Ethiopian WolvesBy Hannah Schardt
These beautiful hunters are some of the most endangered animals in the world.
All pups are precious, but the one nuzzling its mom above is a rare treasure indeed. It’s an Ethiopian wolf, Africa’s most endangered meat-eating animal. Fewer than 500 of these wolves are left on Earth, and they live in just a few hard-to-reach peaks in the East African country of Ethiopia (see map).
Once, thousands of the wolves lived in Ethiopia’s mountains. But they lost much of their highland home when people moved in to build houses, plant crops, and raise livestock. And many of the wolves died from diseases spread by domestic dogs like the one near the home above.
Keep reading to learn more about how these beautiful red wolves live—and what people are doing to keep them prowling Ethiopia’s mountains for many years to come.
VIDEO: Watch Ethiopian wolves in action!
Like the gray wolves you probably know best, Ethiopian wolves are expert hunters. But unlike gray wolves, they don’t work together to take down large prey such as deer or antelope. They hunt mostly alone. And they eat almost nothing but grass rats, mole-rats, and other rodents. A hungry Ethiopian wolf will sit quietly outside a rodent burrow. As soon as a little animal peeks out—pounce!—the wolf grabs dinner in a flash.
Even though they hunt solo, Ethiopian wolves do almost everything else in a group, or pack. A pack usually has between 6 and 15 adult members. Only one female and one male get to mate and have pups at a time. Those pups are born toothless and helpless, their eyes sealed shut. Luckily, Mom and Dad don’t have to do all the hard work of raising them!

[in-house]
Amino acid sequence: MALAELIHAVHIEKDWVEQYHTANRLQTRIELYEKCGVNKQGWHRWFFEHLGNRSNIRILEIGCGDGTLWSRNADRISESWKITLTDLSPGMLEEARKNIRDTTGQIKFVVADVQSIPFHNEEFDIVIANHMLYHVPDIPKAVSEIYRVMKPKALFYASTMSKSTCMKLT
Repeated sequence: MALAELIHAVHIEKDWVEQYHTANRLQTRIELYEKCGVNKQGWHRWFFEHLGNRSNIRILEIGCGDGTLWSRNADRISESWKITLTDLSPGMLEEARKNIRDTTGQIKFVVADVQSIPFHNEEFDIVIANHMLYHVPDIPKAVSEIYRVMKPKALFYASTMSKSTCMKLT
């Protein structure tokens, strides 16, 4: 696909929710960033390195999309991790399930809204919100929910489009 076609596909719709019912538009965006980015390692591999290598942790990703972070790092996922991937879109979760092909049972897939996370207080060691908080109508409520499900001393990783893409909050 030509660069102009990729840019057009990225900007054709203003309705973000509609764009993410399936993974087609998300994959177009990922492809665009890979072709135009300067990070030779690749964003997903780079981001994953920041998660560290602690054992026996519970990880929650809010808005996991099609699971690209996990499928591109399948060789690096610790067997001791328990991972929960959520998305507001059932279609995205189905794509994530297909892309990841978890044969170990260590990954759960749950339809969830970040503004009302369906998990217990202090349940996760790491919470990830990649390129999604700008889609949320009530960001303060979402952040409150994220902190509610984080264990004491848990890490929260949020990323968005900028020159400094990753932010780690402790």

The other adults in the pack help take care of the youngsters, bringing them food, grooming them, and protecting them from threats. An aunt or older sister may even help nurse the pups.
Each morning, the members of the pack meet up to patrol the borders of their territory. They spray the borders with urine. The scent tells other wolves, “Stay away! This place is ours.” If two neighboring wolf packs run into each other while on patrol, the larger pack will usually chase the smaller one away.
A HOWL FOR HELP
Rodents make fine meals for wolves—as long as there are lots of rodents to be had. But as people moved farther and farther up into the mountains in Ethiopia, they dug up the soil to plant crops. That left less space for mole-rats and grass rats to dig burrows and find food. Many rodents disappeared. Bad news for the rodents—and bad news for hungry wolves.
That wasn’t the only problem people brought with them. When they moved in, so did domestic dogs. Those dogs carried diseases that spread quickly to wolves living nearby. Some of the diseases were deadly. Soon, Ethiopian wolves were in danger of disappearing altogether.
TO THE RESCUE
Luckily, people noticed that Ethiopian wolves were in trouble. The Ethiopian government set aside protected habitat for the wolves to roam. And a group called the Ethiopian Wolf Conservation Programme started studying the wolves to learn what they need to survive. Now, when there’s a disease outbreak, people trap the wolves in the area and give them vaccines, or medicine, to keep them healthy. And members of the group also visit nearby schools and villages to share their message: The Ethiopian wolf is a treasure worth protecting!